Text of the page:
The first week of any month is one of new opportunities and a chance for a fresh beginning. Sadly, the first week of September was one of new hardships and continuing misery for many Syrian refugees who reside in Jordan. The World Food Program, the food aid branch of the United Nations, sent out via an SMS text a message to 229,000 Syrian refugees that the food aid they had been relying on would be cut entirely. Another 211,000 received a text stating that their food aid was being drastically cut to only fifty cents per day. In total, one-third of all Syrian refugees in the Middle Eastern region have now lost their food aid.
While the news of the refugee crisis in Europe has been spawning a massive response from the international community, many fear that Syria’s neighbors, who have taken in a majority of those fleeing the civil war, will be forgotten about. According to Abeer Etefa, a WFP regional spokeswoman, the agency needs $236 million dollars just to keep the program running until November. Senior figures within the UN itself have stated to The Guardian that their humanitarian agencies cannot cope with the scale of the refugee crisis in The Middle East and may soon be on the verge of bankruptcy. Even with big donors like the Canadian and American governments, the WFP is unsure how it is going to maintain its same level of assistance as the Syrian crisis shows no means of abating anytime in the near future. This issue is not only dangerous, it is deadly.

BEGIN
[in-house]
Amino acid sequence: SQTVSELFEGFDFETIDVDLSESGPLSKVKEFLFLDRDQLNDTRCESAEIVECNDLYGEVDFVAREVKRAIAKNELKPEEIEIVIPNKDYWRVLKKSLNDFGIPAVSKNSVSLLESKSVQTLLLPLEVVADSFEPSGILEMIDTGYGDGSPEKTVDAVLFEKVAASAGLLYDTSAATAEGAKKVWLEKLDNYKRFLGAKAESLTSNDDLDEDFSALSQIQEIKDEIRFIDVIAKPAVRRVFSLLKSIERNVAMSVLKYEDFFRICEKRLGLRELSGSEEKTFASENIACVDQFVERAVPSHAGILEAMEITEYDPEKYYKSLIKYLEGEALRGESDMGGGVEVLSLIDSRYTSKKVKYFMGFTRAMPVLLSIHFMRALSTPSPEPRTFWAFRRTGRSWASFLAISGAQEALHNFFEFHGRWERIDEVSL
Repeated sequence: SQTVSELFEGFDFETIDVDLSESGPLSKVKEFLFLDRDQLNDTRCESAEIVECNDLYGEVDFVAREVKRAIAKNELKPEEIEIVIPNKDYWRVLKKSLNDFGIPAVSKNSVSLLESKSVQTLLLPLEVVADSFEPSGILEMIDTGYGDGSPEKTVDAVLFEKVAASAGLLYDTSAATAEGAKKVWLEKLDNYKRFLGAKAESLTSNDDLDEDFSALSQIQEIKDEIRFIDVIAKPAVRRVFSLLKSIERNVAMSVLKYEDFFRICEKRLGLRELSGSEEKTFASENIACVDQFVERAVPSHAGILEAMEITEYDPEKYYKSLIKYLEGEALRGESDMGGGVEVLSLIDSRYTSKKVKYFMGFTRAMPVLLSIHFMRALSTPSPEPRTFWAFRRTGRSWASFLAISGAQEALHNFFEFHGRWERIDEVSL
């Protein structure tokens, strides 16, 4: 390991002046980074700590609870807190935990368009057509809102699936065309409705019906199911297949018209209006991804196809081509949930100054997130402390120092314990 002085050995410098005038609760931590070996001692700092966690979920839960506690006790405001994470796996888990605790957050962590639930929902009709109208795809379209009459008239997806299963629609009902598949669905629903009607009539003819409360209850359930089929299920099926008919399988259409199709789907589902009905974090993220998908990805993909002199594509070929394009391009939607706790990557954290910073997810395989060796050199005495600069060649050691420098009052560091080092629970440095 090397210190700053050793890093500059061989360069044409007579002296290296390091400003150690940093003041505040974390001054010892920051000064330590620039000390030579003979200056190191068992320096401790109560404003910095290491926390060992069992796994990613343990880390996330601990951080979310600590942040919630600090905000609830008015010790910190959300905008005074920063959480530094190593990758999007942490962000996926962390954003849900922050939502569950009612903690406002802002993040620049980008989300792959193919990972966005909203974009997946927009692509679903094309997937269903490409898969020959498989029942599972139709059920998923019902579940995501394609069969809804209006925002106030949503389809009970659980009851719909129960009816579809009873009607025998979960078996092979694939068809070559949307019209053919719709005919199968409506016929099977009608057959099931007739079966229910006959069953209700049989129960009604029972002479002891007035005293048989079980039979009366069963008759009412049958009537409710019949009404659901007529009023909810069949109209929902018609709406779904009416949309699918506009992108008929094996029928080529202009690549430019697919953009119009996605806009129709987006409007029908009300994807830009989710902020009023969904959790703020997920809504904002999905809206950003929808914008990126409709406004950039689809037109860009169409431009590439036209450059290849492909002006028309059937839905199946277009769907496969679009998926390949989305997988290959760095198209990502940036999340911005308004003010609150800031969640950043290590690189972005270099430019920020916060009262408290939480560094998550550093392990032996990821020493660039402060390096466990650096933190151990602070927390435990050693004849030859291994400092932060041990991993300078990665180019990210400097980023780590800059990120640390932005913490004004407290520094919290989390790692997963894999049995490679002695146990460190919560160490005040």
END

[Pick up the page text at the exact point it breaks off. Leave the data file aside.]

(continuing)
At Collateral Repair Project we are aware of the potential dangerous effects these food cuts have on the community we serve. All refugees in Jordan are forbidden by law to work, meaning there is no source of income coming in to our beneficiaries in order to buy their own food products for themselves or their families. Without money and without the food vouchers distributed at our center, most refugeeswould either have to beg on the streets or go hungry. With the increasing number of new refugees who now have to go without assistance, along with the people we have already been serving, CRP is stepping up our food voucher program to try and handle the influx of those in need. In August alone, we gave monthly food vouchers to 135 families and we are trying as hard as we can to increase this number. No one trying to keep themselves and the ones they love safe by fleeing war should have to worry how they are going to get food on the table every day.